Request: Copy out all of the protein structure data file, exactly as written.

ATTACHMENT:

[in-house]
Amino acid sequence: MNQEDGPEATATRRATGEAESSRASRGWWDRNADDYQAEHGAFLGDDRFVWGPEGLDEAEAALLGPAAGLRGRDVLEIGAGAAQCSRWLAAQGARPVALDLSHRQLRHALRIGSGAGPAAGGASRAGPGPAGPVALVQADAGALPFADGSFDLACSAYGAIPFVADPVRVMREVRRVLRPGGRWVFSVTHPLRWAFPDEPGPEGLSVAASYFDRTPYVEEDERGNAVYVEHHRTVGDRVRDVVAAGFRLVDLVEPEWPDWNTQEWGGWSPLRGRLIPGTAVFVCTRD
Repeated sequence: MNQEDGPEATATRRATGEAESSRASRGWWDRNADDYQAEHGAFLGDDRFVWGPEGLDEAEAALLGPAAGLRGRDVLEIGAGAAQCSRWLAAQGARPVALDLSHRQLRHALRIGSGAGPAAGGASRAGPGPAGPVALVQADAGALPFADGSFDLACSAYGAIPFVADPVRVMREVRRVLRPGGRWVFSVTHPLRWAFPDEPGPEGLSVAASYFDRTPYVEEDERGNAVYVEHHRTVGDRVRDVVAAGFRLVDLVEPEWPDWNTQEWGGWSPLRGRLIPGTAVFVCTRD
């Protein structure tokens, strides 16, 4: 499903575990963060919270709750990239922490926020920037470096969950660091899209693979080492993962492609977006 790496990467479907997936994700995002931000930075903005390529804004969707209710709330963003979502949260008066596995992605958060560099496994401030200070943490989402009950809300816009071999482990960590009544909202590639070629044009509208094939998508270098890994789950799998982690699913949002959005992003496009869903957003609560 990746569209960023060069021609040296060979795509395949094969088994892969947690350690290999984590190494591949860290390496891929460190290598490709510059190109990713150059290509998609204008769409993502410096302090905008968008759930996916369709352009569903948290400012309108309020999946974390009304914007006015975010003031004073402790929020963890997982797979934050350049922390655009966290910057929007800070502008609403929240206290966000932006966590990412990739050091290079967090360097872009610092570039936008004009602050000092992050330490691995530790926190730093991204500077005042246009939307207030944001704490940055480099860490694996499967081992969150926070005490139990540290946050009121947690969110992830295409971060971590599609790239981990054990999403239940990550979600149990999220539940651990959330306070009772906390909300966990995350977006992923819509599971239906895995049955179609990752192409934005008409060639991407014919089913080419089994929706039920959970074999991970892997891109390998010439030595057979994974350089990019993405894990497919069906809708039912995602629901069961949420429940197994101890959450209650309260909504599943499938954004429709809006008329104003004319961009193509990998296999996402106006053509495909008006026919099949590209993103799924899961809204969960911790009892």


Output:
[in-house]
Amino acid sequence: MNQEDGPEATATRRATGEAESSRASRGWWDRNADDYQAEHGAFLGDDRFVWGPEGLDEAEAALLGPAAGLRGRDVLEIGAGAAQCSRWLAAQGARPVALDLSHRQLRHALRIGSGAGPAAGGASRAGPGPAGPVALVQADAGALPFADGSFDLACSAYGAIPFVADPVRVMREVRRVLRPGGRWVFSVTHPLRWAFPDEPGPEGLSVAASYFDRTPYVEEDERGNAVYVEHHRTVGDRVRDVVAAGFRLVDLVEPEWPDWNTQEWGGWSPLRGRLIPGTAVFVCTRD
Repeated sequence: MNQEDGPEATATRRATGEAESSRASRGWWDRNADDYQAEHGAFLGDDRFVWGPEGLDEAEAALLGPAAGLRGRDVLEIGAGAAQCSRWLAAQGARPVALDLSHRQLRHALRIGSGAGPAAGGASRAGPGPAGPVALVQADAGALPFADGSFDLACSAYGAIPFVADPVRVMREVRRVLRPGGRWVFSVTHPLRWAFPDEPGPEGLSVAASYFDRTPYVEEDERGNAVYVEHHRTVGDRVRDVVAAGFRLVDLVEPEWPDWNTQEWGGWSPLRGRLIPGTAVFVCTRD
């Protein structure tokens, strides 16, 4: 499903575990963060919270709750990239922490926020920037470096969950660091899209693979080492993962492609977006 790496990467479907997936994700995002931000930075903005390529804004969707209710709330963003979502949260008066596995992605958060560099496994401030200070943490989402009950809300816009071999482990960590009544909202590639070629044009509208094939998508270098890994789950799998982690699913949002959005992003496009869903957003609560 990746569209960023060069021609040296060979795509395949094969088994892969947690350690290999984590190494591949860290390496891929460190290598490709510059190109990713150059290509998609204008769409993502410096302090905008968008759930996916369709352009569903948290400012309108309020999946974390009304914007006015975010003031004073402790929020963890997982797979934050350049922390655009966290910057929007800070502008609403929240206290966000932006966590990412990739050091290079967090360097872009610092570039936008004009602050000092992050330490691995530790926190730093991204500077005042246009939307207030944001704490940055480099860490694996499967081992969150926070005490139990540290946050009121947690969110992830295409971060971590599609790239981990054990999403239940990550979600149990999220539940651990959330306070009772906390909300966990995350977006992923819509599971239906895995049955179609990752192409934005008409060639991407014919089913080419089994929706039920959970074999991970892997891109390998010439030595057979994974350089990019993405894990497919069906809708039912995602629901069961949420429940197994101890959450209650309260909504599943499938954004429709809006008329104003004319961009193509990998296999996402106006053509495909008006026919099949590209993103799924899961809204969960911790009892």